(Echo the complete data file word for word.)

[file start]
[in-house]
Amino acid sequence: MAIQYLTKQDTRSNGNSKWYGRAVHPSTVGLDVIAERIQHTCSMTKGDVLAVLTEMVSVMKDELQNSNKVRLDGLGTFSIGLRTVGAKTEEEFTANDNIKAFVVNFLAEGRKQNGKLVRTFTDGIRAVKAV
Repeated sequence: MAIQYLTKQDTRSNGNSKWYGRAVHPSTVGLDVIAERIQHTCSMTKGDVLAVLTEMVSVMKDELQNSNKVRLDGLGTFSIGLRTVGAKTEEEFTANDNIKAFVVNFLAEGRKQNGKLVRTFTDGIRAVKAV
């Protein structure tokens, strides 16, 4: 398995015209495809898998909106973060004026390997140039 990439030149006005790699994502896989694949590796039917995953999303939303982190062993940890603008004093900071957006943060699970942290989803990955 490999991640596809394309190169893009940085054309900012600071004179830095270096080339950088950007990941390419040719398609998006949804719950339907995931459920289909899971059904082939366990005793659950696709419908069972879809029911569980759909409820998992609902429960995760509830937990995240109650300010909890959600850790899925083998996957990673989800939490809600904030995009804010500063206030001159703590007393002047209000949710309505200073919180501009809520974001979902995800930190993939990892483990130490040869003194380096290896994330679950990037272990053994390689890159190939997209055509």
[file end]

[in-house]
Amino acid sequence: MAIQYLTKQDTRSNGNSKWYGRAVHPSTVGLDVIAERIQHTCSMTKGDVLAVLTEMVSVMKDELQNSNKVRLDGLGTFSIGLRTVGAKTEEEFTANDNIKAFVVNFLAEGRKQNGKLVRTFTDGIRAVKAV
Repeated sequence: MAIQYLTKQDTRSNGNSKWYGRAVHPSTVGLDVIAERIQHTCSMTKGDVLAVLTEMVSVMKDELQNSNKVRLDGLGTFSIGLRTVGAKTEEEFTANDNIKAFVVNFLAEGRKQNGKLVRTFTDGIRAVKAV
């Protein structure tokens, strides 16, 4: 398995015209495809898998909106973060004026390997140039 990439030149006005790699994502896989694949590796039917995953999303939303982190062993940890603008004093900071957006943060699970942290989803990955 490999991640596809394309190169893009940085054309900012600071004179830095270096080339950088950007990941390419040719398609998006949804719950339907995931459920289909899971059904082939366990005793659950696709419908069972879809029911569980759909409820998992609902429960995760509830937990995240109650300010909890959600850790899925083998996957990673989800939490809600904030995009804010500063206030001159703590007393002047209000949710309505200073919180501009809520974001979902995800930190993939990892483990130490040869003194380096290896994330679950990037272990053994390689890159190939997209055509």